The Tenant Fees Act 2019 - Landlords Take Note: The Government is Cracking Down on Letting Fees
The new Act will:
- Ban ALL payments unless expressly permitted
- Limit new tenancy charges to £50
- Introduce new caps on security and holding deposits
- Impose hefty financial penalties and criminal sanctions for breaches
James Brokenshire MP says Tenants should not be stung by unexpected costs. However, the Act will have a huge financial impact on landlords' right across the residential sector. Landlords must now get their houses in order and prepare for the changes before 1 June.
Not a week goes by without the plight of generation rent hitting the headlines.
In February however the Tenant Fees Act 2019 received Royal Assent. It will bring into force sweeping changes to letting fees for assured shorthold tenancies, licence agreements and student lets.
James Brokenshire MP heralded in the Act saying “Tenants across the country should not be stung by unexpected costs from agents or landlords”.
But this will be a major blow for landlords in the private rented sector where margins are often tight. It will affect all landlords, from those operating large portfolios right through to those with a few or less units.
Landlords and agents must plan ahead now and prepare for these changes before 1 June 2019.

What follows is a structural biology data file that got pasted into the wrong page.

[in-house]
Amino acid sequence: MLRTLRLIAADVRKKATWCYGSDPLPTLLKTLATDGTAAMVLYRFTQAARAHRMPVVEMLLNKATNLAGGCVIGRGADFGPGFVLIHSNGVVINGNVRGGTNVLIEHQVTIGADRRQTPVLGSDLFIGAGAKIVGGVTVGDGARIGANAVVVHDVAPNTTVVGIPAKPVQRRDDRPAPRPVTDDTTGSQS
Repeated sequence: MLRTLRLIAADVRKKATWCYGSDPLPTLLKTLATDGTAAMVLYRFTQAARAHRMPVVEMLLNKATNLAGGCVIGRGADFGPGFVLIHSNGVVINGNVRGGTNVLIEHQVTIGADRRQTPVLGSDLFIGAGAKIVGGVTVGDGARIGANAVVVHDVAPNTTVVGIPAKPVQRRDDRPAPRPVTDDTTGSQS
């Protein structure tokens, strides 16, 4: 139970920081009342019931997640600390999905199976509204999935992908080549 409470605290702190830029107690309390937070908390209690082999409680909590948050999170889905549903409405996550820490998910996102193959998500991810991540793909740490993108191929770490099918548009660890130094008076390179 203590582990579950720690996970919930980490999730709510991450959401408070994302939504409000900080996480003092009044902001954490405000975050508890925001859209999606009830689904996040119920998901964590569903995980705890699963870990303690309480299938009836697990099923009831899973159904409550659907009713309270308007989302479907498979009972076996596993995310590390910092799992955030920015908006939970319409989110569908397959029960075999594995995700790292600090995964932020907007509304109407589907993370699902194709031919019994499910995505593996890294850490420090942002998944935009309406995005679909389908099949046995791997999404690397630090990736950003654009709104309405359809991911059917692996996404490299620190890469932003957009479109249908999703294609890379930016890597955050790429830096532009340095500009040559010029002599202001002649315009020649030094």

The Act will apply to all new residential assured shorthold tenancies, licences and student lets including those which are renewed after 1 June 2019. Existing tenancies, licences and student lets will be brought under the new rules from 1 June 2020.
What Payments Will Be Banned
The Act bans all payments in connection with a tenancy, licence or student let in England unless permitted under the Act. Any provisions in a tenancy/licence agreement to the contrary will be void.
Prohibited payments include payments for the preparation of contracts, inventories, referencing and credit checks. Requiring a tenant to arrange for a property to be professionally cleaned at the end of the term or to engage a gardener to keep the garden tidy during the tenancy are also prohibited.
The Act contains a list of permitted payments. However, landlords will need to demonstrate such payments are reasonable before passing them on to the tenant.
Payments on variation or assignment of a tenancy or on termination of a tenancy by the tenant are permitted but are severely restricted. The Act caps the amount that can be charged for a change to a tenancy to £50 unless the landlord can demonstrate that greater reasonable costs were incurred.
The Act also limits the scope of default payments to two situations only: loss of keys and failure to pay rent within 14 days of the due date. If the landlord wishes to recover payment for loss of keys, then she will need to demonstrate that the costs were reasonably incurred and evidence them in writing. In addition to the payment of rent itself, the Act provides that the landlord can only charge interest on late payment of rent at 3% above the Bank of England Base Rate.
Landlords may charge for payment on termination of a tenancy only if it is at the tenant’s request and provided the amount does not exceed the loss suffered by the landlord/ or the reasonable costs to the letting agent as a consequence of that termination.